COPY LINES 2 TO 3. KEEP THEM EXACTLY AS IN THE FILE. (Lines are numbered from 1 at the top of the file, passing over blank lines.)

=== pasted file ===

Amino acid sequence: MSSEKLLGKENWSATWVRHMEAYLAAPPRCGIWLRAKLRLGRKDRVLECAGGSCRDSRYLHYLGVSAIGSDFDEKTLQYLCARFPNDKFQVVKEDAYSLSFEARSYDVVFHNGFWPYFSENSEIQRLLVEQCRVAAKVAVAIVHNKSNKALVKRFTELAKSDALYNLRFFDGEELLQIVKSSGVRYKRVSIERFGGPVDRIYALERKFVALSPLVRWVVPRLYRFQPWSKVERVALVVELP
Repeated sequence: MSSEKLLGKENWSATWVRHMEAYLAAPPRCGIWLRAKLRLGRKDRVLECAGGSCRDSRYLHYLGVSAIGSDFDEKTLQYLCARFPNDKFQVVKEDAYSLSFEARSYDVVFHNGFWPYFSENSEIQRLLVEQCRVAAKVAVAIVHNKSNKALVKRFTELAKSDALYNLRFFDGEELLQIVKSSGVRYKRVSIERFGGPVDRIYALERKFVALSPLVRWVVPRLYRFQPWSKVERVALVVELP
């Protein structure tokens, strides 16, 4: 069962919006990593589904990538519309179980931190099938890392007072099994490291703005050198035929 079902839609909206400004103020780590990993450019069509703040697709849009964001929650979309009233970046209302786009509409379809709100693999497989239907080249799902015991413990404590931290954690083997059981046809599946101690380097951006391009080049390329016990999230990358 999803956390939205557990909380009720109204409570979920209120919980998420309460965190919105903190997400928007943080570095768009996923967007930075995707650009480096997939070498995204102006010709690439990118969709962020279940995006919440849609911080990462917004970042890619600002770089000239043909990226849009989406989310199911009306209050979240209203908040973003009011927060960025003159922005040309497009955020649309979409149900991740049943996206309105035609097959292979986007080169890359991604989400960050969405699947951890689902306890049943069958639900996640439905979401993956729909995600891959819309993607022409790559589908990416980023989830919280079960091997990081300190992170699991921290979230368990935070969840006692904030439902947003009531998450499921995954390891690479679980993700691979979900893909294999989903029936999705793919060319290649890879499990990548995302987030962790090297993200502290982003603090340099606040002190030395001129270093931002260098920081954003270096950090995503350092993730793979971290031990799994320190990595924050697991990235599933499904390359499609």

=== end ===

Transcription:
Repeated sequence: MSSEKLLGKENWSATWVRHMEAYLAAPPRCGIWLRAKLRLGRKDRVLECAGGSCRDSRYLHYLGVSAIGSDFDEKTLQYLCARFPNDKFQVVKEDAYSLSFEARSYDVVFHNGFWPYFSENSEIQRLLVEQCRVAAKVAVAIVHNKSNKALVKRFTELAKSDALYNLRFFDGEELLQIVKSSGVRYKRVSIERFGGPVDRIYALERKFVALSPLVRWVVPRLYRFQPWSKVERVALVVELP
């Protein structure tokens, strides 16, 4: 069962919006990593589904990538519309179980931190099938890392007072099994490291703005050198035929 079902839609909206400004103020780590990993450019069509703040697709849009964001929650979309009233970046209302786009509409379809709100693999497989239907080249799902015991413990404590931290954690083997059981046809599946101690380097951006391009080049390329016990999230990358 999803956390939205557990909380009720109204409570979920209120919980998420309460965190919105903190997400928007943080570095768009996923967007930075995707650009480096997939070498995204102006010709690439990118969709962020279940995006919440849609911080990462917004970042890619600002770089000239043909990226849009989406989310199911009306209050979240209203908040973003009011927060960025003159922005040309497009955020649309979409149900991740049943996206309105035609097959292979986007080169890359991604989400960050969405699947951890689902306890049943069958639900996640439905979401993956729909995600891959819309993607022409790559589908990416980023989830919280079960091997990081300190992170699991921290979230368990935070969840006692904030439902947003009531998450499921995954390891690479679980993700691979979900893909294999989903029936999705793919060319290649890879499990990548995302987030962790090297993200502290982003603090340099606040002190030395001129270093931002260098920081954003270096950090995503350092993730793979971290031990799994320190990595924050697991990235599933499904390359499609």